NAIROBI, Kenya -- Kenyan police said Tuesday that a blast that injured more than 30 people in a Nairobi shopping center the day before was caused by a homemade bomb, following reports that a suspicious bag was left at the scene just before the attack.
Police had initially blamed faulty electrical wiring for the blast about 1:15 p.m. But on Monday, Prime Minister Raila Odinga had already voiced the fears of many Kenyans when he called the blast a terrorist attack.
One witness told local media that she saw a man come into a shop several times in the area where the attack occurred. She saw him leave a bag and quickly depart, minutes before the blast.
"He came into the shop twice, looking at T-shirts," Irene Wachira, the witness, told Reuters news service. "He said he didn't have money so he left. Then he came back. He left a bag and a few moments later we had an explosion. The roof caved in and debris started falling on us."
Police spokesman Eric Kiraithe told a news conference on Tuesday that police were trying to trace two male suspects. He said forensic analysis was underway to determine what explosives were used in the attack. Police officials told local media that the blast may have been caused by a fertilizer bomb.
Kenyan media reported Tuesday that FBI agents were at the scene of the blast on Moi Avenue helping with the investigation.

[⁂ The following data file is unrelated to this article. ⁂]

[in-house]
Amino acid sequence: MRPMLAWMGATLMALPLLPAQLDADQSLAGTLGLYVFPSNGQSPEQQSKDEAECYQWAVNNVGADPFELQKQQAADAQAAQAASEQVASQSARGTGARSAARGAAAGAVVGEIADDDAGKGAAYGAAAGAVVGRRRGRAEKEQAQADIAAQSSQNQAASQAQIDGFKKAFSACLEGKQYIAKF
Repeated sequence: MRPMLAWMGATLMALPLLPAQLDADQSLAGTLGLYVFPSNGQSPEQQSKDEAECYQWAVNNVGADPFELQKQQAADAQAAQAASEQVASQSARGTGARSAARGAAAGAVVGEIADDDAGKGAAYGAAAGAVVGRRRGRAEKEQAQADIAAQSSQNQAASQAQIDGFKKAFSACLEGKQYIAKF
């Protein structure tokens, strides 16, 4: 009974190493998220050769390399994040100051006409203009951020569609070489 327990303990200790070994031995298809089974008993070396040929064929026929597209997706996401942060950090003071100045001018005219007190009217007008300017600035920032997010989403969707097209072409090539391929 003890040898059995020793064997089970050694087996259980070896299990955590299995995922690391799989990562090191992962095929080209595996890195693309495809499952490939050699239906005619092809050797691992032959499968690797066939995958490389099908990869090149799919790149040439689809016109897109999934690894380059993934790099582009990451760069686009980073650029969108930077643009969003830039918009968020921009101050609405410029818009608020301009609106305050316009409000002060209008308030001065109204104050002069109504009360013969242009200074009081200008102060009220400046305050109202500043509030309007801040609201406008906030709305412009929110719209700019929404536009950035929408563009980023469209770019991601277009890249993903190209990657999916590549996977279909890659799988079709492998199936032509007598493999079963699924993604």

Since invading Somalia in October in a bid to crush the Somali militia Al Shabab, Kenya has seen a series of grenade attacks in crowded areas such bus terminals, killing dozens of people. The rebel group threatened to blow up Nairobi skyscrapers.
However, no group took immediate responsibility for Monday's bombing.
Witnesses described a scene of chaos at the site of the blast.
Geoffrey Kiarie, 22, said that from an electronics shop near the blast he heard a loud explosion before his shop filled with smoke. Then he heard people screaming.
"The screams were very desperate and we all ran out," Kiarie told The Times. "We rushed to the scene and started helping people out. What I saw was very disturbing.
"Some people were thrown on the floor with cuts on their faces, hands and on parts of their bodies," he said. "I saw someone without clothes, screaming saying he was outside on the street and was lifted high and banged down hard. His clothes were torn into pieces and he had a bad head injury as if he was hit by blunt object."
On Monday, Odinga said his people would stand firm against terrorism.
"Kenyans will not be cowed, Kenyans will not surrender to terrorists," he said at the scene of the blast.
-- Nicholas Soi in Nairobi and Robyn Dixon in Johannesburg, South Africa
Photo: A destroyed shop is seen Tuesday, the day after an explosion ripped through downtown Nairobi in Kenya. Credit: Sayyid Azim / Associated Press.